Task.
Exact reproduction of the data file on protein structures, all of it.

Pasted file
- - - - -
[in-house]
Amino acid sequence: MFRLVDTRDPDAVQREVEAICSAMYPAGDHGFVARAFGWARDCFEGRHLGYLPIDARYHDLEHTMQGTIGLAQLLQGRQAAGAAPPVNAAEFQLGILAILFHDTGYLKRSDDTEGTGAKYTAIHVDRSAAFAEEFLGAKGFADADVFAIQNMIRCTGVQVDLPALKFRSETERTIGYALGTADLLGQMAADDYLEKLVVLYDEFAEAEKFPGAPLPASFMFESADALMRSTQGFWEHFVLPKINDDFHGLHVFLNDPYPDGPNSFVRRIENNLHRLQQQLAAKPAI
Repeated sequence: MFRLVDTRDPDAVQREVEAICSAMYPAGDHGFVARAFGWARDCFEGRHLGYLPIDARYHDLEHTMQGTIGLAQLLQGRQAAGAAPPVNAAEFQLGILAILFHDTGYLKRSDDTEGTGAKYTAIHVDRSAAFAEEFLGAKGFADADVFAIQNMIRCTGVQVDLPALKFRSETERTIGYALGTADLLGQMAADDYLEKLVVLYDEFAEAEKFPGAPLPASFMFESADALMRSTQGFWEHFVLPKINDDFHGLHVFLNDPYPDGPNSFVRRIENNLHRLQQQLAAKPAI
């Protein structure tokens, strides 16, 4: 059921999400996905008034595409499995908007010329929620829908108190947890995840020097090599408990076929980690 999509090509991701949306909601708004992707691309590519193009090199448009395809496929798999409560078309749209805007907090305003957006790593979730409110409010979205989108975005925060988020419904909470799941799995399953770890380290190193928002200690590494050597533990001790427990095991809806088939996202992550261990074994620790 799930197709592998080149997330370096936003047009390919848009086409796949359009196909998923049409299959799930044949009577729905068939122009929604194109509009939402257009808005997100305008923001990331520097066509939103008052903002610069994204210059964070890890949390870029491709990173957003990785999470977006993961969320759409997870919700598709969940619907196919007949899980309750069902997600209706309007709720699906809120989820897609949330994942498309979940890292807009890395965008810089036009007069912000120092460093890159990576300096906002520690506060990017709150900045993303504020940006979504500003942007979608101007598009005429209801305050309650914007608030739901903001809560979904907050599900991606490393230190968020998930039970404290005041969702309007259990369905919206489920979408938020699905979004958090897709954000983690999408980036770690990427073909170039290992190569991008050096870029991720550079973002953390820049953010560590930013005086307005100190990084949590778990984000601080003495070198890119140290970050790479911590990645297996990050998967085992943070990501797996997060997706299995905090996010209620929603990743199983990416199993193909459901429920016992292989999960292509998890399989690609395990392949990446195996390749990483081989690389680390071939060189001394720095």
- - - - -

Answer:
[in-house]
Amino acid sequence: MFRLVDTRDPDAVQREVEAICSAMYPAGDHGFVARAFGWARDCFEGRHLGYLPIDARYHDLEHTMQGTIGLAQLLQGRQAAGAAPPVNAAEFQLGILAILFHDTGYLKRSDDTEGTGAKYTAIHVDRSAAFAEEFLGAKGFADADVFAIQNMIRCTGVQVDLPALKFRSETERTIGYALGTADLLGQMAADDYLEKLVVLYDEFAEAEKFPGAPLPASFMFESADALMRSTQGFWEHFVLPKINDDFHGLHVFLNDPYPDGPNSFVRRIENNLHRLQQQLAAKPAI
Repeated sequence: MFRLVDTRDPDAVQREVEAICSAMYPAGDHGFVARAFGWARDCFEGRHLGYLPIDARYHDLEHTMQGTIGLAQLLQGRQAAGAAPPVNAAEFQLGILAILFHDTGYLKRSDDTEGTGAKYTAIHVDRSAAFAEEFLGAKGFADADVFAIQNMIRCTGVQVDLPALKFRSETERTIGYALGTADLLGQMAADDYLEKLVVLYDEFAEAEKFPGAPLPASFMFESADALMRSTQGFWEHFVLPKINDDFHGLHVFLNDPYPDGPNSFVRRIENNLHRLQQQLAAKPAI
């Protein structure tokens, strides 16, 4: 059921999400996905008034595409499995908007010329929620829908108190947890995840020097090599408990076929980690 999509090509991701949306909601708004992707691309590519193009090199448009395809496929798999409560078309749209805007907090305003957006790593979730409110409010979205989108975005925060988020419904909470799941799995399953770890380290190193928002200690590494050597533990001790427990095991809806088939996202992550261990074994620790 799930197709592998080149997330370096936003047009390919848009086409796949359009196909998923049409299959799930044949009577729905068939122009929604194109509009939402257009808005997100305008923001990331520097066509939103008052903002610069994204210059964070890890949390870029491709990173957003990785999470977006993961969320759409997870919700598709969940619907196919007949899980309750069902997600209706309007709720699906809120989820897609949330994942498309979940890292807009890395965008810089036009007069912000120092460093890159990576300096906002520690506060990017709150900045993303504020940006979504500003942007979608101007598009005429209801305050309650914007608030739901903001809560979904907050599900991606490393230190968020998930039970404290005041969702309007259990369905919206489920979408938020699905979004958090897709954000983690999408980036770690990427073909170039290992190569991008050096870029991720550079973002953390820049953010560590930013005086307005100190990084949590778990984000601080003495070198890119140290970050790479911590990645297996990050998967085992943070990501797996997060997706299995905090996010209620929603990743199983990416199993193909459901429920016992292989999960292509998890399989690609395990392949990446195996390749990483081989690389680390071939060189001394720095």